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8 of 8 people found the following review helpful By W Butler on October 18, 2010
Format: Audio CD
When I first bought this album, I was surprised. It has very little of the sludginess of Crucible - many songs are uptempo and melodic NWOBHM type tracks (Undisputed, Speed of Sound) with other songs taking an approach that verges on pop-metal (Fire and Ice, We Own the Night). These two tracks remind me of some of the more overtly catchy metal of the last decade like Dragonforce and HIM, which is actually a welcome addition to the band's sound. I'm glad to see that Halford is incorporating new influences beyond thrash and nu-metal. The only super-heavy track on the album is "the Mower", which sounds like something from Fight, with heavy detuned guitars, blast beats, and "Painkiller" style vocals. "Hell Razor" is another heavy track, more reminiscent of Painkiller-era priest. "Til the Day I Die" is an interesting venture into southern rock, which is surprisingly successful, sounding reminiscent of Jackyl. "Thunder and Lightning" is the only song that I haven't come to like more after a few listens. The title track is a little silly but its also pretty cool. the chorus is a little overplayed. "Heartless" and "I Know We Stand a Chance" are both great power ballads, reminiscent of the moody/melodic songs on Halford's first album (think "Silent Screams", "Temptation"). This is definitely the "lightest" of the Halford albums - with more melody and harmony than dissonance and sludge, and lyrics that express a variety of emotions and sentiments. With the first two Halford albums, they seemed to be looking to establish the band's metal cred, and as a result both tend towards the heavier, more "serious" types of songs. Something like "Matador" (my favorite song) would be totally out of place on either of them, but it fits perfectly on the eclectic and always surprising Made of Metal.Read more ›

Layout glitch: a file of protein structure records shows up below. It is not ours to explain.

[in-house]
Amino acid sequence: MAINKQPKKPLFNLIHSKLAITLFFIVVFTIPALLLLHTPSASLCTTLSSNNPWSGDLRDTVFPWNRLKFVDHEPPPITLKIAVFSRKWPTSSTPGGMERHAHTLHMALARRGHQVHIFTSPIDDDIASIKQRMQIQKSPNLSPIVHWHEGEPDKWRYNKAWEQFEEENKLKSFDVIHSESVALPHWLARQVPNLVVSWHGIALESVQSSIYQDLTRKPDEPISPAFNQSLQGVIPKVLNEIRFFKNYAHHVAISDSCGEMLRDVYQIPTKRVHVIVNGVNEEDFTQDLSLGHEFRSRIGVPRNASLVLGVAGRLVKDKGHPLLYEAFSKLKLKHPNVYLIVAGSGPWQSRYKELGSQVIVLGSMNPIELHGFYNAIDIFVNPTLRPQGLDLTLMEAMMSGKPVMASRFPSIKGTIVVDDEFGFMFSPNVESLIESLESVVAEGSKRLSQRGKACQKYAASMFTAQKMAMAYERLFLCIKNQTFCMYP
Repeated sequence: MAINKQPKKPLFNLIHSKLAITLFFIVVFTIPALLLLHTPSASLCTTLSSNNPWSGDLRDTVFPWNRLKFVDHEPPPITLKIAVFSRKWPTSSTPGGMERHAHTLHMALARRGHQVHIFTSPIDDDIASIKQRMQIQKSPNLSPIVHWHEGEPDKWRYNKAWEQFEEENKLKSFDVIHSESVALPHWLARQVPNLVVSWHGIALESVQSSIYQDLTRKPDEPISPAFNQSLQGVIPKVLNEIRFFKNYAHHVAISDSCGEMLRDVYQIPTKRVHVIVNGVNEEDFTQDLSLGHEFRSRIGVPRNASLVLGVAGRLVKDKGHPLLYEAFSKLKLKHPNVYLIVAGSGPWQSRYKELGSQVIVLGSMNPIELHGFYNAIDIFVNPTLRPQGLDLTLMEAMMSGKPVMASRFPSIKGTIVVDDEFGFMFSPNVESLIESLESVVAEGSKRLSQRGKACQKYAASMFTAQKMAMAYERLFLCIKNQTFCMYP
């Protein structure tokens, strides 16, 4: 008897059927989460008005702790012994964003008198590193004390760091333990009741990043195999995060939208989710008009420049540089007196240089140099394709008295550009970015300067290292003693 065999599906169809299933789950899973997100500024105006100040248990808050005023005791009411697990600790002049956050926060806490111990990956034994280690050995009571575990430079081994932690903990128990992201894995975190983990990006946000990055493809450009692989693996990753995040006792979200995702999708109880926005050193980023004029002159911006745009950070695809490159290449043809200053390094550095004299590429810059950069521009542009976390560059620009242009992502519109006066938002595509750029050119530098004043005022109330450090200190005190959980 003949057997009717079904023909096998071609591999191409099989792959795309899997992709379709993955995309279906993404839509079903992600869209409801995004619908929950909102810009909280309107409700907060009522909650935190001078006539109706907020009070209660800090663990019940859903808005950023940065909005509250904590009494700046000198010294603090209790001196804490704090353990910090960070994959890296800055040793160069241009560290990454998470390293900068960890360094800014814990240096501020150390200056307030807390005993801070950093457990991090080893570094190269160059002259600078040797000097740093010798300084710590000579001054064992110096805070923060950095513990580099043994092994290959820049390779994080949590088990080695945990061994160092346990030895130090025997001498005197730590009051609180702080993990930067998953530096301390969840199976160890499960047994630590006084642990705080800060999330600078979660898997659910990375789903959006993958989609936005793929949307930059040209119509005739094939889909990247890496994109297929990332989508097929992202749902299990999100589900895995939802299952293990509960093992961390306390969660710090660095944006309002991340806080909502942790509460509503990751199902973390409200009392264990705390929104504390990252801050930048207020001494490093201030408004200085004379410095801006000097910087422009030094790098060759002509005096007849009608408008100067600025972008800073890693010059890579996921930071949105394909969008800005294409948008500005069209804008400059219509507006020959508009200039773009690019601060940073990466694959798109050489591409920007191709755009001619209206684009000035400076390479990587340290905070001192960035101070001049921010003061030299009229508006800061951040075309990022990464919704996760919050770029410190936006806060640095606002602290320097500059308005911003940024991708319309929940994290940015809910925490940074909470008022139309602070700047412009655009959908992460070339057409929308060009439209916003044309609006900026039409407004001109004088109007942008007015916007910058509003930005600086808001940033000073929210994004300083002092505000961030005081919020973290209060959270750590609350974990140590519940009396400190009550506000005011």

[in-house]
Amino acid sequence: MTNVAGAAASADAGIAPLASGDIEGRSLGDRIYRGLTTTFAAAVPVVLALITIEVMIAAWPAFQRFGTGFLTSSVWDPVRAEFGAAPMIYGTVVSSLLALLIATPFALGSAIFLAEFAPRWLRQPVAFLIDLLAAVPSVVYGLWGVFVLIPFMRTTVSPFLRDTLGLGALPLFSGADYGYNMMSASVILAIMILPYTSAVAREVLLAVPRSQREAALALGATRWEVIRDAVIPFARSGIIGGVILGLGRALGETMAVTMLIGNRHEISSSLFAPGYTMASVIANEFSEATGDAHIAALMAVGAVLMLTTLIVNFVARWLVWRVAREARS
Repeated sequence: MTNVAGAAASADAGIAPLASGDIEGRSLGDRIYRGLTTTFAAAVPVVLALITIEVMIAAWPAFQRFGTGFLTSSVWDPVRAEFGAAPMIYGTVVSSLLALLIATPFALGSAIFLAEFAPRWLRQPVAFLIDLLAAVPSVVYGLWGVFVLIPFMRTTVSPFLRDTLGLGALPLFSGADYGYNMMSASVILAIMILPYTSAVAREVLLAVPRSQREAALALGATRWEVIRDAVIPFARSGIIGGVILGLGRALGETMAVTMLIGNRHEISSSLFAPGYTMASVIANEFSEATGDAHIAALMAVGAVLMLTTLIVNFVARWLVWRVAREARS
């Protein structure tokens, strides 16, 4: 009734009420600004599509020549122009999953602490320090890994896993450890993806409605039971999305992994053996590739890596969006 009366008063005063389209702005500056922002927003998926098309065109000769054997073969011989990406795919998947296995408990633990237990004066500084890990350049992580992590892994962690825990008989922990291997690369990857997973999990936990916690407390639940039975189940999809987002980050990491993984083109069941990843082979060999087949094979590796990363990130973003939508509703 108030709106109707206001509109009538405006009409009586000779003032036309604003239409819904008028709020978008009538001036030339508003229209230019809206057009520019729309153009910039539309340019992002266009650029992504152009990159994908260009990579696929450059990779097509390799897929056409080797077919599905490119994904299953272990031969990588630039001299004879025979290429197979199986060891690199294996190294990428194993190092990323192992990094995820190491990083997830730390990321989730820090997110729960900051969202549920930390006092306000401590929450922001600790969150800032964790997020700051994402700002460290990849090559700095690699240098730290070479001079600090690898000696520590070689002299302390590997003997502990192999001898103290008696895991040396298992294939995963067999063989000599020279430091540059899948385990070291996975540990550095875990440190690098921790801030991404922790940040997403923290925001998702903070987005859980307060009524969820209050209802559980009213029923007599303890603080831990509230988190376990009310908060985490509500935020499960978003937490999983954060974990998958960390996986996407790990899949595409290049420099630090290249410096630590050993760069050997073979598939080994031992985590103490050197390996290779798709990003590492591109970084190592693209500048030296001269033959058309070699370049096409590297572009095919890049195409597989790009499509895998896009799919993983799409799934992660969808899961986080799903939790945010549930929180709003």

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4 of 4 people found the following review helpful By Nikiforos V. Skoumas on November 17, 2010
Format: Audio CD
"Made of metal" is the third all original studio album by the Metal God Rob Halford eight years past his last original album "Crucible". The line up features original "Halford" members guitarist Mike Chlasciak and drummer Bobby Jarzombeck alongside guitarist/producer Roy Z and bass player Mike Davis.

In terms of direction "Made of Metal" takes a considerable turn from the heavy/speed metal approach of the preceding two albums. Most would agree that his highly acclaimed solo debut, "Resurrection" was made under the example of the iconic "Painkiller" record; in contrast "Made of metal" recaptures the essence of his early-mid 80s Priest works, very much in line with "Screaming for vengeance", "Defenders of the Faith" and a bit of "Point of Entry".

Subsequently one should expect standard to mid tempo songs for the biggest part of the album, while the high pitched vocal parts are substantially reduced with Halford utilizing mostly his mid and bass vocal range. Therefore one could claim that "Made of Metal' is essentially a melodic metal album. I would also like to stand on the contribution of Roy Z; playing guitar, co writing and producing the album, Roy has a huge effect on the development of "Made of metal". While the vocals and lyrics are undisputedly Priest, the instrumental melodies, choruses and solos are too reminiscent of Roy's previous works including "Driver" and Rob Rock's solo work. Favorite tracks include, "Fire and ice", "Speed of sound», «Like there's no tomorrow" and "We own the night".

Above all what the album may lack in terms of speed and aggression, more than makes up in melody and dramatic performaces by Halford and company. "Made of metal" definitely sounds fresh and differentiated from the Metal God's previous solo works therefore avoiding repetition while still referencing his "Priest side".